Windows Could Use a Rush of Fresh Air

Ohhh that's new-age sounding, it's gotta be good.

Beginning as a thin veneer for older software code

Yup Windows began as a GUI for DOS.

it has become an obese monolith built on an ancient frame

Wrong, there's nothing of the "ancient frame" remaining in Windows today. It's completely different. More details below.

Adding features, plugging security holes, fixing bugs, fixing the fixes that never worked properly, all while maintaining compatibility with older software and hardware

Oh yeah all very good. Let's stop doing that, we won't add any new features. Then of course you'll be complaining because the new version of Windows doesn't have anything new. Security holes, OK we won't do anything about those, patching bugs, meh we'll just sell you the new version instead like Apple do. Compatibility, ah nobody needs that, we'll just stop worrying about that so you can buy all your hardware and software again every time a new version is released.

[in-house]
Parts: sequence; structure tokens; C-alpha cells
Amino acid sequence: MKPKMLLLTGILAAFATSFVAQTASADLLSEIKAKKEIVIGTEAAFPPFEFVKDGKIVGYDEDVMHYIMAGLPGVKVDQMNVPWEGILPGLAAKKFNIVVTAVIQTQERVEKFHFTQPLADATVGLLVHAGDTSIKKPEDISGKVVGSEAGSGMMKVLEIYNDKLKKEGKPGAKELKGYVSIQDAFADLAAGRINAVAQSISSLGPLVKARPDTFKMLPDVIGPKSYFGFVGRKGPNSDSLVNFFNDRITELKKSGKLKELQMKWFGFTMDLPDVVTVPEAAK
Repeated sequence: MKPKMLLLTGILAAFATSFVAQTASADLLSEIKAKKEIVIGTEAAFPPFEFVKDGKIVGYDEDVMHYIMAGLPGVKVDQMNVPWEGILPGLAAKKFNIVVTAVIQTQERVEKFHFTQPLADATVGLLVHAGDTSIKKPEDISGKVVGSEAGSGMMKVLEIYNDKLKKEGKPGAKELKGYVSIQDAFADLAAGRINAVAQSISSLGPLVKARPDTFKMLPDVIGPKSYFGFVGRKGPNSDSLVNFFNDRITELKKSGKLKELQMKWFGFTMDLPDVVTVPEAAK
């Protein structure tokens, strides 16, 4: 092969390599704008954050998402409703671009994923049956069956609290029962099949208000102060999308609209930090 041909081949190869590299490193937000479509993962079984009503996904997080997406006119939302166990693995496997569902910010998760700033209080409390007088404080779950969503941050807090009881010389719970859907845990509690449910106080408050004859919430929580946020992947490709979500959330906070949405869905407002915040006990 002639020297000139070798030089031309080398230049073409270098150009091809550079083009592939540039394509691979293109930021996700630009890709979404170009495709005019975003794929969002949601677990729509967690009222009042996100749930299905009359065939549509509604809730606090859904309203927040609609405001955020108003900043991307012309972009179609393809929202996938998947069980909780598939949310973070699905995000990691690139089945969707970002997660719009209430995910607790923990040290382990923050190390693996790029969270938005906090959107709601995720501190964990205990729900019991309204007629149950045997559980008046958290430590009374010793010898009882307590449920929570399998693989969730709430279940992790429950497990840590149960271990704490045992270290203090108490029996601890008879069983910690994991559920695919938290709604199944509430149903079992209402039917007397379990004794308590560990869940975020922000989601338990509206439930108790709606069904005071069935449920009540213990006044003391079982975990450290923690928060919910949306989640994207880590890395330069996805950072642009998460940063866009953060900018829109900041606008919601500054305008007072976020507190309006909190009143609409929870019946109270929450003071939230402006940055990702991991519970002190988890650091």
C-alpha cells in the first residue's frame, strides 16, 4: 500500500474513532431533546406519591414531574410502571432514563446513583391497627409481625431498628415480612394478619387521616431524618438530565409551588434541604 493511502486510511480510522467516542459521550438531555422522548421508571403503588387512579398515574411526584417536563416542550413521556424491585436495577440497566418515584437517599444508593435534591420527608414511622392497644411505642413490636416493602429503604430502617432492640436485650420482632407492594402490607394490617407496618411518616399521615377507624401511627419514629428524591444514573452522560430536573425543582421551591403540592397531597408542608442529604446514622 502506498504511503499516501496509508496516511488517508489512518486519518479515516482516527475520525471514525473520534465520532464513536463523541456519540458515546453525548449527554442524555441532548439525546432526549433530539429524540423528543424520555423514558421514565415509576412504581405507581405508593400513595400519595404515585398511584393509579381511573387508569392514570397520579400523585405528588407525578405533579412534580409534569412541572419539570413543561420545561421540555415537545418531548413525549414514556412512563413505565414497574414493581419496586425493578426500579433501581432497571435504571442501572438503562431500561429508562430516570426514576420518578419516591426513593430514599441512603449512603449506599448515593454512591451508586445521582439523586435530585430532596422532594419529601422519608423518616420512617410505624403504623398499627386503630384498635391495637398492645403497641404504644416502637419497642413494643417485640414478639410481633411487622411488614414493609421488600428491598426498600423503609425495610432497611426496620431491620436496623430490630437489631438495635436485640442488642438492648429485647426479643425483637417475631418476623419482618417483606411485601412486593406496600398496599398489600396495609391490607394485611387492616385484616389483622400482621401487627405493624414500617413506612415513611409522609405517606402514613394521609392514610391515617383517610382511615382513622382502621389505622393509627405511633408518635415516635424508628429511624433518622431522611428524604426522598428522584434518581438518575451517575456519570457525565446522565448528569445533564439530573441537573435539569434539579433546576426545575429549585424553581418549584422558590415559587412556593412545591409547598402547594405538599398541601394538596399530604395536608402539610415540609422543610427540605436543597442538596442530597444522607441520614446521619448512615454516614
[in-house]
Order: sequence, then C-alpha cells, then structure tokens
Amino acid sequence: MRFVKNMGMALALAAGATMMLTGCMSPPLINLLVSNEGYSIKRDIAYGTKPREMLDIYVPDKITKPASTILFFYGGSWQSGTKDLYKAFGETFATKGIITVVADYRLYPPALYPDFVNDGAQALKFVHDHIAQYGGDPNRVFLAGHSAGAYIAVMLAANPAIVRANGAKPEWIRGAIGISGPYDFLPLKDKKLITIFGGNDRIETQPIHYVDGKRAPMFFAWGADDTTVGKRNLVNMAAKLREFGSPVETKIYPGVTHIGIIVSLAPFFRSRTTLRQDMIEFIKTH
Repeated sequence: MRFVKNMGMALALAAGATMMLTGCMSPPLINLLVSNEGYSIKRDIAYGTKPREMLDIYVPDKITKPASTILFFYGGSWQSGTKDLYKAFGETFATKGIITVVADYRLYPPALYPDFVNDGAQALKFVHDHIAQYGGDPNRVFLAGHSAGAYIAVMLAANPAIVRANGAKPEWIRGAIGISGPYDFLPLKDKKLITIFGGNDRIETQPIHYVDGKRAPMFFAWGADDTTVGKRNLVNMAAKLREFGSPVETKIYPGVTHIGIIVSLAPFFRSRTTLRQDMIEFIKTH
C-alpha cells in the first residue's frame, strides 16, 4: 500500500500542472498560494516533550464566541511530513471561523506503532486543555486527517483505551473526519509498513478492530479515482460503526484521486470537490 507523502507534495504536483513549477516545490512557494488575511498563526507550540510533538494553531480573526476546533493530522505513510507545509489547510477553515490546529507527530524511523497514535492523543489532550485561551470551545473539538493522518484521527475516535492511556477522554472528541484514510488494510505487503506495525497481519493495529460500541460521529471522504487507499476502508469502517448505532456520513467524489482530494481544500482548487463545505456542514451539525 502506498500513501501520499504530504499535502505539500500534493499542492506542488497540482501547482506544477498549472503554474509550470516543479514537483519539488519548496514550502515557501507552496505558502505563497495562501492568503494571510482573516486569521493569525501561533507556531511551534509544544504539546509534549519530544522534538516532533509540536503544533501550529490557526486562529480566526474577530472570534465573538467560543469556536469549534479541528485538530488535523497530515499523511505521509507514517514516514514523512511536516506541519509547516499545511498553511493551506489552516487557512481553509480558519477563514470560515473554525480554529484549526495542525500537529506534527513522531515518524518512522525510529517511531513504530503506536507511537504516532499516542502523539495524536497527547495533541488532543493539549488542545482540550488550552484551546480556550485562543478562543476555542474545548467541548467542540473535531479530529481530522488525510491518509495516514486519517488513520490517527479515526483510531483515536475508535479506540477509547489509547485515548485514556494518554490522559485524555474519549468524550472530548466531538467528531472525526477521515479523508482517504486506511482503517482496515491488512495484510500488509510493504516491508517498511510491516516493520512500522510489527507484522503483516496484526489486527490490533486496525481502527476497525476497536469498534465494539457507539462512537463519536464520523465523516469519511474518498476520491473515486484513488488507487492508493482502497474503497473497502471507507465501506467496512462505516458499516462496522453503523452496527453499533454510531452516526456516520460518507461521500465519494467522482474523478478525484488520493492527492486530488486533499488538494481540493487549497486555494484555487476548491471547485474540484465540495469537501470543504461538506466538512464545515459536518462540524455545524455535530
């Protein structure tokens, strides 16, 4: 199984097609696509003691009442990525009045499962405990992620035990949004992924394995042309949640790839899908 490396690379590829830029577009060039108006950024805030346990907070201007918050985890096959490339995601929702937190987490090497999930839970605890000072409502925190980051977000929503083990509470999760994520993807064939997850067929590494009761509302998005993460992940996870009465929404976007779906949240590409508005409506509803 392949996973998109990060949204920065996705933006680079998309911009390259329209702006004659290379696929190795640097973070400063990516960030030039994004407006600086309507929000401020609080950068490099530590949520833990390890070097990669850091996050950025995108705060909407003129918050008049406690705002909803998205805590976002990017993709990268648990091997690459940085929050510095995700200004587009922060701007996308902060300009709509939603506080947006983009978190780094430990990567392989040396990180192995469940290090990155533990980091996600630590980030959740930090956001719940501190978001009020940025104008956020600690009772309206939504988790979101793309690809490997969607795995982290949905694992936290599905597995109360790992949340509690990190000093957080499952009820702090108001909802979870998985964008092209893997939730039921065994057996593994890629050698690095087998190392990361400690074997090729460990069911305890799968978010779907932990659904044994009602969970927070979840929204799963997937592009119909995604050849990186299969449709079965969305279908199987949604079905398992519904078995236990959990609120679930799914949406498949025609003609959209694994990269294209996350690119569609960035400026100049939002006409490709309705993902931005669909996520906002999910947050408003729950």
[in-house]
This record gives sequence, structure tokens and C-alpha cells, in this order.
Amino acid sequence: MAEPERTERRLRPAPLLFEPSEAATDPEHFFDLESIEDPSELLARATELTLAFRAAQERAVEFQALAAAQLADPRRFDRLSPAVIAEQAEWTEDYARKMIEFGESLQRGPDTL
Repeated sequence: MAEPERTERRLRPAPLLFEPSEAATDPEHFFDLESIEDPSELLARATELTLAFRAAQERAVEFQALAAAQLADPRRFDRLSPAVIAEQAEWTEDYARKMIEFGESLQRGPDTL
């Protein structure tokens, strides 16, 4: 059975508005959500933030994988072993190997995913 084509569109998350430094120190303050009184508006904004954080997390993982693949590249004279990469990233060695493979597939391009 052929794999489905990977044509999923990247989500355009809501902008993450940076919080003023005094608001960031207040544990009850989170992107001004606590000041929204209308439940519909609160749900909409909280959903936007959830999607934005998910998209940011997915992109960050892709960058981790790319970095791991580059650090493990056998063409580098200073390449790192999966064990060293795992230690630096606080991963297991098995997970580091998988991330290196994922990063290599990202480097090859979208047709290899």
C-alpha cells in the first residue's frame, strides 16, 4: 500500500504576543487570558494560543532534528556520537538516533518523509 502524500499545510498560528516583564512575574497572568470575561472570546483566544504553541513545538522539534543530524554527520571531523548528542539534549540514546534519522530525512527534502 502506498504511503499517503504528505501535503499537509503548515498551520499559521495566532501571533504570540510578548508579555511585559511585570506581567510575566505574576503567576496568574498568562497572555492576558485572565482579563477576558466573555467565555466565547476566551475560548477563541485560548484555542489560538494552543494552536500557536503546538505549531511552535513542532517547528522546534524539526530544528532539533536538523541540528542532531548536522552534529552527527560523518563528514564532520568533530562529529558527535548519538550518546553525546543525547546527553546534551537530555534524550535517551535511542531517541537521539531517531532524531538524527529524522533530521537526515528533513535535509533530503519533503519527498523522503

What planet is this guy on? Anything as an excuse to bash Windows.

Vista is the equivalent, at a minimum, of Windows version 12 — preceded by 1.0, 2.0, 3.0, 3.1, NT, 95, NT 4.0, 98, 2000, ME, XP. After six years of development, the longest interval between versions in the previous 22-year history of Windows, and long enough to permit Apple to bring out three new versions of Mac OS X, Vista was introduced to consumers in January 2007.

Oh here we go Apple must be nimble and quick because Microsoft didn't release anything new for six years. Wrong.